For recruiters however, the jobless grad students present a mobile opportunity. Students returning home may be at a point in their life status to pursue a job anywhere, and recruiters can help make those connections. Having not necessarily placed down roots upon graduation, these new job-seekers may have greater flexibility in reaching far beyond their surrounding communities for new opportunities.
Keeping track of the ever-changing line graph
Of course, you can set your watch by how quickly numbers will change (for better or worse), opening up new avenues or changing direction for job hunters and the recruiters looking to place them. In fact, by September’s rate release, Massachusetts already started showing improvement, no longer taking the top spot it held just the month prior. Now with a 11.3% unemployment rate, the sharpest decline for a state, areas that were struggling, particularly in industries that relied on foot-traffic, are showing positive gains, as more phased re-openings occur. Let’s see what the next data release brings.
Utah on the other hand, seems to have evaded the prolonged downturns experienced in other geographies, steadily improving from the initial pandemic-induced employment plummet. With Utah’s 4.1% unemployment rate, just a fraction below Nebraska which touted the best rate in the latest bls.gov release, this state represents a step in a positive direction, even though some hard-hit sectors like hospitality, service and leisure remain a challenge. With this challenge, also comes an opportunity for recruiters to reshape the outlook. By reaching out to displaced talent with a focus on reskilling and retooling, recruiters can perhaps help change the trajectory on the work prospective for affected individuals. Working with prospects to share guidance and resources on how they can market their transferrable skills into new industry segments can keep the wheels turning.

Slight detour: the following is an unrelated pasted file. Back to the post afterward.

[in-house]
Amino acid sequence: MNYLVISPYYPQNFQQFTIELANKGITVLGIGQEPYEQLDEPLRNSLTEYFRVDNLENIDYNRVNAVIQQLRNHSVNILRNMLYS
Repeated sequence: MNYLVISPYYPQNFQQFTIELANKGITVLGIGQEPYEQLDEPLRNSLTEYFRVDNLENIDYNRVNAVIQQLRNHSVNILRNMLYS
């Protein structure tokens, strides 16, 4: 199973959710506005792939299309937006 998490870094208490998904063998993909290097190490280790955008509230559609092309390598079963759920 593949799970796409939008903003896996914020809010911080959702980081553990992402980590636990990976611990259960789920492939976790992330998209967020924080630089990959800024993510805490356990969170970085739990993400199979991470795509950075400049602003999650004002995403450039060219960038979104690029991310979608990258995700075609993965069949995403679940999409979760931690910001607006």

Recruiting and hiring decisions supported by sound data
With recruiters being no strangers to innovation and creative thinking when placing talent, they can also take advantage of new technology that not only helps them locate and rank job seekers according to skill, but provides market conditions as well.
A first-to-market PaaS like QuantumWork will aggregate and provide an overarching, single view to all talent – including past and present permanent and contingent workers, as well as new grads and displaced workers. Couple the talent data portal with its in-depth analytical reports that outline job market conditions according to locale and industry, and recruiters can know who to place where at the right time, making a significant impact on helping our economy recover.
These new insightful tools are here to support the specialized knowledge recruiters already possess for the communities they serve. By having an expanded view into the talent that is really out there, the skills they have to share, and the job markets that have open opportunities, recruiters and hiring managers can begin to rebuild workforces more quickly based on the accurate and timely talent data now available to them.